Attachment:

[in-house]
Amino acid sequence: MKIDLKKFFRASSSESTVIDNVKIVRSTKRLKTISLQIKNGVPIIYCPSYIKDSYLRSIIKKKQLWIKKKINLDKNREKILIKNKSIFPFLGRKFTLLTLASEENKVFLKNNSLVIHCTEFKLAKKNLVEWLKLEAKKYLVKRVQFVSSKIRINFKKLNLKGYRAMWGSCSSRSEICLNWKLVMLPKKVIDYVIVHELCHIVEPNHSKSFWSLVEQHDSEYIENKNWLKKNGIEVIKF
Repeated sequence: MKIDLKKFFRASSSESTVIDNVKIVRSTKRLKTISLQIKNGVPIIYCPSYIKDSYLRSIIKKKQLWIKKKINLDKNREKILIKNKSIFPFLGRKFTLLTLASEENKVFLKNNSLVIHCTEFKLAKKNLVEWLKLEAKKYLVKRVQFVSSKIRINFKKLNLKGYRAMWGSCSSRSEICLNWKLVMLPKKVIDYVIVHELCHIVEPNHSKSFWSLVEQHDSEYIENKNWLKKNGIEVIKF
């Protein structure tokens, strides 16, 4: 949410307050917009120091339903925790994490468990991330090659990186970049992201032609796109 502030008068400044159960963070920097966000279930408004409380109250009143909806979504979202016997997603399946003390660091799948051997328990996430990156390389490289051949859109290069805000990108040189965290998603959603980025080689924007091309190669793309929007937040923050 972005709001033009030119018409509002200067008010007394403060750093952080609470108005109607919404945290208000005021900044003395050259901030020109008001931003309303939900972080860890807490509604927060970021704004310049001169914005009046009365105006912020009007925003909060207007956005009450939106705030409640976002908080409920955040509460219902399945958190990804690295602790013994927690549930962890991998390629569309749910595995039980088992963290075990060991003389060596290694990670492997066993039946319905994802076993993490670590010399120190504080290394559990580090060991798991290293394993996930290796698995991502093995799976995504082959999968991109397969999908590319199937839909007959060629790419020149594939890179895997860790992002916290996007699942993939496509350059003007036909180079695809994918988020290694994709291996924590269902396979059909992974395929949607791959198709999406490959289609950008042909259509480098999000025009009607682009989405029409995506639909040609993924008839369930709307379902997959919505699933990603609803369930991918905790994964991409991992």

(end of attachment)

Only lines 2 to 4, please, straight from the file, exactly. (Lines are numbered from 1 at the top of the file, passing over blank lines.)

Amino acid sequence: MKIDLKKFFRASSSESTVIDNVKIVRSTKRLKTISLQIKNGVPIIYCPSYIKDSYLRSIIKKKQLWIKKKINLDKNREKILIKNKSIFPFLGRKFTLLTLASEENKVFLKNNSLVIHCTEFKLAKKNLVEWLKLEAKKYLVKRVQFVSSKIRINFKKLNLKGYRAMWGSCSSRSEICLNWKLVMLPKKVIDYVIVHELCHIVEPNHSKSFWSLVEQHDSEYIENKNWLKKNGIEVIKF
Repeated sequence: MKIDLKKFFRASSSESTVIDNVKIVRSTKRLKTISLQIKNGVPIIYCPSYIKDSYLRSIIKKKQLWIKKKINLDKNREKILIKNKSIFPFLGRKFTLLTLASEENKVFLKNNSLVIHCTEFKLAKKNLVEWLKLEAKKYLVKRVQFVSSKIRINFKKLNLKGYRAMWGSCSSRSEICLNWKLVMLPKKVIDYVIVHELCHIVEPNHSKSFWSLVEQHDSEYIENKNWLKKNGIEVIKF
């Protein structure tokens, strides 16, 4: 949410307050917009120091339903925790994490468990991330090659990186970049992201032609796109 502030008068400044159960963070920097966000279930408004409380109250009143909806979504979202016997997603399946003390660091799948051997328990996430990156390389490289051949859109290069805000990108040189965290998603959603980025080689924007091309190669793309929007937040923050 972005709001033009030119018409509002200067008010007394403060750093952080609470108005109607919404945290208000005021900044003395050259901030020109008001931003309303939900972080860890807490509604927060970021704004310049001169914005009046009365105006912020009007925003909060207007956005009450939106705030409640976002908080409920955040509460219902399945958190990804690295602790013994927690549930962890991998390629569309749910595995039980088992963290075990060991003389060596290694990670492997066993039946319905994802076993993490670590010399120190504080290394559990580090060991798991290293394993996930290796698995991502093995799976995504082959999968991109397969999908590319199937839909007959060629790419020149594939890179895997860790992002916290996007699942993939496509350059003007036909180079695809994918988020290694994709291996924590269902396979059909992974395929949607791959198709999406490959289609950008042909259509480098999000025009009607682009989405029409995506639909040609993924008839369930709307379902997959919505699933990603609803369930991918905790994964991409991992």